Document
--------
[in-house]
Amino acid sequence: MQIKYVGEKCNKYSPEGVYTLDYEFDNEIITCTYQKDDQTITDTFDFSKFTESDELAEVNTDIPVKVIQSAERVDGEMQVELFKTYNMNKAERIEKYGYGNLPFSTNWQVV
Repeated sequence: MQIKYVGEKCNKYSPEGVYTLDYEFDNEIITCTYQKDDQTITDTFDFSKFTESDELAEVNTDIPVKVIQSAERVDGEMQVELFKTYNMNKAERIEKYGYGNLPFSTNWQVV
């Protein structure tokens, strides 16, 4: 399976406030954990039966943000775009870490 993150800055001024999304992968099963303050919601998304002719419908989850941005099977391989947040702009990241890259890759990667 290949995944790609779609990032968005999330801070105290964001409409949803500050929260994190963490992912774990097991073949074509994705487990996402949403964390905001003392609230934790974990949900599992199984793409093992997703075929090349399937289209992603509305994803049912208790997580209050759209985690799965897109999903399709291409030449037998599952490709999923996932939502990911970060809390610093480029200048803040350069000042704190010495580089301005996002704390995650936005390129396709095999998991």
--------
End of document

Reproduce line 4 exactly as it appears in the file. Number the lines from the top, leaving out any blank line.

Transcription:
């Protein structure tokens, strides 16, 4: 399976406030954990039966943000775009870490 993150800055001024999304992968099963303050919601998304002719419908989850941005099977391989947040702009990241890259890759990667 290949995944790609779609990032968005999330801070105290964001409409949803500050929260994190963490992912774990097991073949074509994705487990996402949403964390905001003392609230934790974990949900599992199984793409093992997703075929090349399937289209992603509305994803049912208790997580209050759209985690799965897109999903399709291409030449037998599952490709999923996932939502990911970060809390610093480029200048803040350069000042704190010495580089301005996002704390995650936005390129396709095999998991």